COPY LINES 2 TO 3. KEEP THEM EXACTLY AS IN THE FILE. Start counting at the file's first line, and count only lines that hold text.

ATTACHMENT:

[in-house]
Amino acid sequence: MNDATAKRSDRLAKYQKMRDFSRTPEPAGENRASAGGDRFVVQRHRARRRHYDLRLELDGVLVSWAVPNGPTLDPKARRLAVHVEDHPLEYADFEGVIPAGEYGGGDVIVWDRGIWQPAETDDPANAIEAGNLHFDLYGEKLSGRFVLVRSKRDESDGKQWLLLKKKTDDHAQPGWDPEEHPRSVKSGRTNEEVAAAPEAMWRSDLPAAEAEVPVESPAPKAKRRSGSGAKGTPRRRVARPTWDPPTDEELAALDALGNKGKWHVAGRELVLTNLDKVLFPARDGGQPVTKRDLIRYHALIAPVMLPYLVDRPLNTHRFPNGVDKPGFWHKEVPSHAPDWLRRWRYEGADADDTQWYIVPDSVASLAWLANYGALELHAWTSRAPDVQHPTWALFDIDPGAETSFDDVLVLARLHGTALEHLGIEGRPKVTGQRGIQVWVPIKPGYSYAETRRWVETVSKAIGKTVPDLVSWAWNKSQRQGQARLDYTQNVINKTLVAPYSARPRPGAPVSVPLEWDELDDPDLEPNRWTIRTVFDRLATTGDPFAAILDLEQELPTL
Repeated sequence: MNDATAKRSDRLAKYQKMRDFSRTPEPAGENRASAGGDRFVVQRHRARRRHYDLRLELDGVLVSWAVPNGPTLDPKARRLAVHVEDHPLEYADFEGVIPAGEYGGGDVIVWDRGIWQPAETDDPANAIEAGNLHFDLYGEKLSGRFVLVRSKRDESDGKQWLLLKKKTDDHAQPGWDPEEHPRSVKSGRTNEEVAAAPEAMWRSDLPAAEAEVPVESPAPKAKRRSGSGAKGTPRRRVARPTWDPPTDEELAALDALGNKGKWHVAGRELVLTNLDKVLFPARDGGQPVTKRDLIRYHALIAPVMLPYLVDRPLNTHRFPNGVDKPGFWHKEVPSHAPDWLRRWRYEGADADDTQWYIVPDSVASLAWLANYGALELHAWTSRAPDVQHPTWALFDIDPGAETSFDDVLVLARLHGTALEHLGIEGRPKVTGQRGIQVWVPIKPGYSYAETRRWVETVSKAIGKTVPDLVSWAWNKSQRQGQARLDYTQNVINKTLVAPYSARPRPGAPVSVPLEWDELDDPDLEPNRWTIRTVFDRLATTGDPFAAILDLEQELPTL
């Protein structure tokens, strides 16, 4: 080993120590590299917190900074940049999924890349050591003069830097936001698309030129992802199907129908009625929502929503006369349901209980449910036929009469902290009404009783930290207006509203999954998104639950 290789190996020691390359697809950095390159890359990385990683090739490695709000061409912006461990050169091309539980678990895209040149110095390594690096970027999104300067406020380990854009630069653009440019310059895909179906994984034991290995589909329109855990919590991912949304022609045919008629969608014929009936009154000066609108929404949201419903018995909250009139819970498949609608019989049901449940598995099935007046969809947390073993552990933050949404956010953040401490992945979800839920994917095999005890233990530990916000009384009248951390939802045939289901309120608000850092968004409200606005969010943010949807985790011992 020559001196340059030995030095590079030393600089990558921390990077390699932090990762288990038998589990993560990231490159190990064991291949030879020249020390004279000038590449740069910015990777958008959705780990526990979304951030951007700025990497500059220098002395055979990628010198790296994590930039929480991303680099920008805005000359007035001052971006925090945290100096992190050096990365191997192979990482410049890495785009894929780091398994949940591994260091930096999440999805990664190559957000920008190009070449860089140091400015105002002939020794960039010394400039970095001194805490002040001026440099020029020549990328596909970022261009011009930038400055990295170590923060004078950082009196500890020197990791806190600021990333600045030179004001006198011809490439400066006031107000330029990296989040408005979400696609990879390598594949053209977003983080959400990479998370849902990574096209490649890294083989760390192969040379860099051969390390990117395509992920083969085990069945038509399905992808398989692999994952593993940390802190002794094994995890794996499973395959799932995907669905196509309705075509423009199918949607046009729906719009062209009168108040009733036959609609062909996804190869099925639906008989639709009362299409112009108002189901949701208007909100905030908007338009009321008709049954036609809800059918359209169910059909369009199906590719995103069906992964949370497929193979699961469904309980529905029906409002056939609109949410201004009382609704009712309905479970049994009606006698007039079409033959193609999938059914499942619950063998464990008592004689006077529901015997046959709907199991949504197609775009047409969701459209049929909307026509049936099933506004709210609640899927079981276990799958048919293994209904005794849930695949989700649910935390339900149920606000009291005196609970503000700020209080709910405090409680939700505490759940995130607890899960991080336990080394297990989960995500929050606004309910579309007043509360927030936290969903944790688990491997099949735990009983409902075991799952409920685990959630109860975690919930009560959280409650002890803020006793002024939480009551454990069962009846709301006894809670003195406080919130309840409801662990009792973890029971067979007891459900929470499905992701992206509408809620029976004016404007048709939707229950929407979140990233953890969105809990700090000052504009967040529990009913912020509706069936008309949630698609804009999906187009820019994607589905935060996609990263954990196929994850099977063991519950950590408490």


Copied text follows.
Amino acid sequence: MNDATAKRSDRLAKYQKMRDFSRTPEPAGENRASAGGDRFVVQRHRARRRHYDLRLELDGVLVSWAVPNGPTLDPKARRLAVHVEDHPLEYADFEGVIPAGEYGGGDVIVWDRGIWQPAETDDPANAIEAGNLHFDLYGEKLSGRFVLVRSKRDESDGKQWLLLKKKTDDHAQPGWDPEEHPRSVKSGRTNEEVAAAPEAMWRSDLPAAEAEVPVESPAPKAKRRSGSGAKGTPRRRVARPTWDPPTDEELAALDALGNKGKWHVAGRELVLTNLDKVLFPARDGGQPVTKRDLIRYHALIAPVMLPYLVDRPLNTHRFPNGVDKPGFWHKEVPSHAPDWLRRWRYEGADADDTQWYIVPDSVASLAWLANYGALELHAWTSRAPDVQHPTWALFDIDPGAETSFDDVLVLARLHGTALEHLGIEGRPKVTGQRGIQVWVPIKPGYSYAETRRWVETVSKAIGKTVPDLVSWAWNKSQRQGQARLDYTQNVINKTLVAPYSARPRPGAPVSVPLEWDELDDPDLEPNRWTIRTVFDRLATTGDPFAAILDLEQELPTL
Repeated sequence: MNDATAKRSDRLAKYQKMRDFSRTPEPAGENRASAGGDRFVVQRHRARRRHYDLRLELDGVLVSWAVPNGPTLDPKARRLAVHVEDHPLEYADFEGVIPAGEYGGGDVIVWDRGIWQPAETDDPANAIEAGNLHFDLYGEKLSGRFVLVRSKRDESDGKQWLLLKKKTDDHAQPGWDPEEHPRSVKSGRTNEEVAAAPEAMWRSDLPAAEAEVPVESPAPKAKRRSGSGAKGTPRRRVARPTWDPPTDEELAALDALGNKGKWHVAGRELVLTNLDKVLFPARDGGQPVTKRDLIRYHALIAPVMLPYLVDRPLNTHRFPNGVDKPGFWHKEVPSHAPDWLRRWRYEGADADDTQWYIVPDSVASLAWLANYGALELHAWTSRAPDVQHPTWALFDIDPGAETSFDDVLVLARLHGTALEHLGIEGRPKVTGQRGIQVWVPIKPGYSYAETRRWVETVSKAIGKTVPDLVSWAWNKSQRQGQARLDYTQNVINKTLVAPYSARPRPGAPVSVPLEWDELDDPDLEPNRWTIRTVFDRLATTGDPFAAILDLEQELPTL